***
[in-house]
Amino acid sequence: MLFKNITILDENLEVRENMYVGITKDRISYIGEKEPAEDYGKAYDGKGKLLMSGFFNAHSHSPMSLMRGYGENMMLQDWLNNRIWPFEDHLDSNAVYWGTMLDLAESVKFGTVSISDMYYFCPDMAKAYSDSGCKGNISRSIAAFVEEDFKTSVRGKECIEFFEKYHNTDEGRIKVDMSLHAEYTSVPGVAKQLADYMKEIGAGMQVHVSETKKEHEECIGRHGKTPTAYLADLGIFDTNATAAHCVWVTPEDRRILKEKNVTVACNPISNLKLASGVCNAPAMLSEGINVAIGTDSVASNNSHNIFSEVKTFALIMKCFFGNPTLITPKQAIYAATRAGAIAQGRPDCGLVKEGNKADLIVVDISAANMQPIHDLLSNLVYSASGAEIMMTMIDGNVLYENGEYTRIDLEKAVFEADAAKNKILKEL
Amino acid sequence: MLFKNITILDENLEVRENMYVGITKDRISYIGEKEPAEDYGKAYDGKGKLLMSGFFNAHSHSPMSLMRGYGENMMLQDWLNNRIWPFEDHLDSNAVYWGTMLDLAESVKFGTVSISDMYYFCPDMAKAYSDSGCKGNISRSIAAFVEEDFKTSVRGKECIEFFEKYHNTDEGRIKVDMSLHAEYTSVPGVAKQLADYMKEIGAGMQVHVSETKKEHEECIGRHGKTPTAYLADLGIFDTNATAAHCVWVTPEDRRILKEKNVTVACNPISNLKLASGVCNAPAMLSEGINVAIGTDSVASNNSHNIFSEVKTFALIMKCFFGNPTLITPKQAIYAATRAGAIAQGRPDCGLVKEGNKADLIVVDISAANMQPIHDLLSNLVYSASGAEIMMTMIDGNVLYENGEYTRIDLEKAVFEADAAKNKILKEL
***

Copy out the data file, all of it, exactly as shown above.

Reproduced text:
[in-house]
Amino acid sequence: MLFKNITILDENLEVRENMYVGITKDRISYIGEKEPAEDYGKAYDGKGKLLMSGFFNAHSHSPMSLMRGYGENMMLQDWLNNRIWPFEDHLDSNAVYWGTMLDLAESVKFGTVSISDMYYFCPDMAKAYSDSGCKGNISRSIAAFVEEDFKTSVRGKECIEFFEKYHNTDEGRIKVDMSLHAEYTSVPGVAKQLADYMKEIGAGMQVHVSETKKEHEECIGRHGKTPTAYLADLGIFDTNATAAHCVWVTPEDRRILKEKNVTVACNPISNLKLASGVCNAPAMLSEGINVAIGTDSVASNNSHNIFSEVKTFALIMKCFFGNPTLITPKQAIYAATRAGAIAQGRPDCGLVKEGNKADLIVVDISAANMQPIHDLLSNLVYSASGAEIMMTMIDGNVLYENGEYTRIDLEKAVFEADAAKNKILKEL
Amino acid sequence: MLFKNITILDENLEVRENMYVGITKDRISYIGEKEPAEDYGKAYDGKGKLLMSGFFNAHSHSPMSLMRGYGENMMLQDWLNNRIWPFEDHLDSNAVYWGTMLDLAESVKFGTVSISDMYYFCPDMAKAYSDSGCKGNISRSIAAFVEEDFKTSVRGKECIEFFEKYHNTDEGRIKVDMSLHAEYTSVPGVAKQLADYMKEIGAGMQVHVSETKKEHEECIGRHGKTPTAYLADLGIFDTNATAAHCVWVTPEDRRILKEKNVTVACNPISNLKLASGVCNAPAMLSEGINVAIGTDSVASNNSHNIFSEVKTFALIMKCFFGNPTLITPKQAIYAATRAGAIAQGRPDCGLVKEGNKADLIVVDISAANMQPIHDLLSNLVYSASGAEIMMTMIDGNVLYENGEYTRIDLEKAVFEADAAKNKILKEL